(3 p) In class we sampled the beach ball and observed 21 of 35 observations were water. Conduct a hypothesis test to determine whether the proportion of water on the beach ball is different from the amount of water on the earth’s surface (71%).

## notes for prop.test() and binom.test()
# x = number of "successes"
# n = total sample size

#n = 2
#x = 1
x = 21
n = 21 + 14

dat_globe <-
  tribble(
    ~type   , ~freq , ~prop
  , "Water" ,     x ,      x  / n
  , "Land"  , n - x , (n - x) / n
  )

dat_globe
## # A tibble: 2 x 3
##   type   freq  prop
##   <chr> <dbl> <dbl>
## 1 Water    21   0.6
## 2 Land     14   0.4
# # prop.test() is an asymptotic (approximate) test for a binomial random variable
# p_summary <- prop.test(x = x, n = n, conf.level = 0.95)
# p_summary

# binom.test() is an exact test for a binomial random variable
b_summary <- binom.test(x = x, n = n, conf.level = 0.95)

b_summary
## 
##  Exact binomial test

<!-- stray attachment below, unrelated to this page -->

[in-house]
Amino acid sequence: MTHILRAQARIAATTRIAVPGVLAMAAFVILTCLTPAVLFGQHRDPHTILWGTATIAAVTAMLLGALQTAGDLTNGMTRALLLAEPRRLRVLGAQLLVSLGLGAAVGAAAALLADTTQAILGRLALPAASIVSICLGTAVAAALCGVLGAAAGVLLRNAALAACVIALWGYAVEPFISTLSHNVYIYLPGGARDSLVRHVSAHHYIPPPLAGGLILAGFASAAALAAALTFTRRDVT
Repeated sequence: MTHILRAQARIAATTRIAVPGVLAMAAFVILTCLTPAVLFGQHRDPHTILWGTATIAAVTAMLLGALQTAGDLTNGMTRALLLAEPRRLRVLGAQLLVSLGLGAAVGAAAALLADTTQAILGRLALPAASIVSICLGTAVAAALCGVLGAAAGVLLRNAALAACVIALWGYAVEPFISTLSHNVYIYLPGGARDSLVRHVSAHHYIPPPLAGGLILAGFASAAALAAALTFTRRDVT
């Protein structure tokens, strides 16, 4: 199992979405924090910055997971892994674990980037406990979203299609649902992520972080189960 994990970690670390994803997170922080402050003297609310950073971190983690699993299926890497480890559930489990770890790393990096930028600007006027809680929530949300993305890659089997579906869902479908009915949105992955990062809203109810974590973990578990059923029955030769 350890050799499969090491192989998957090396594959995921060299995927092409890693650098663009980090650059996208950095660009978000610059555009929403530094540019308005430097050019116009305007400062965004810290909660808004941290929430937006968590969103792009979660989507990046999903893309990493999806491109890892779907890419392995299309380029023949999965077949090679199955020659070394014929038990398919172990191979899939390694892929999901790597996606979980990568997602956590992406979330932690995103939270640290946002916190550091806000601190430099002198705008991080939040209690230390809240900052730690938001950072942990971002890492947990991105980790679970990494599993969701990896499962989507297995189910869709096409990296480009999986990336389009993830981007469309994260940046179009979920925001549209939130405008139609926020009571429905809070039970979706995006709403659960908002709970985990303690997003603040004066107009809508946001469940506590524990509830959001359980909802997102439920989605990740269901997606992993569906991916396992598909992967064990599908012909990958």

## 
## data:  x and n
## number of successes = 21, number of trials = 35, p-value = 0.3105
## alternative hypothesis: true probability of success is not equal to 0.5
## 95 percent confidence interval:
##  0.4211177 0.7612919
## sample estimates:
## probability of success 
##                    0.6
library(ggplot2)
p <- ggplot(data = dat_globe %>% filter(type == "Water"), aes(x = type, y = prop))
p <- p + geom_hline(yintercept = c(0, 1), alpha = 1/4)
p <- p + geom_bar(stat = "identity", fill = "gray60")
p <- p + geom_errorbar(aes(min = b_summary$conf.int[1], max = b_summary$conf.int[2]), width=0.25)
p <- p + geom_hline(yintercept = 0.71, colour = "red", linetype = 2)
p <- p + scale_y_continuous(limits = c(0, 1))
p <- p + coord_flip() # flip the x and y axes for horizontal plot
p <- p + labs(caption = "Red line is 71%. Black bar is 95% CI.")
print(p)

Hypothesis test

  1. ``’’

    • $H_0: $ versus $H_A: $
  2. Let \(\alpha=0.05\), the significance level of the test and the Type-I error probability if the null hypothesis is true.

  3. $z = $.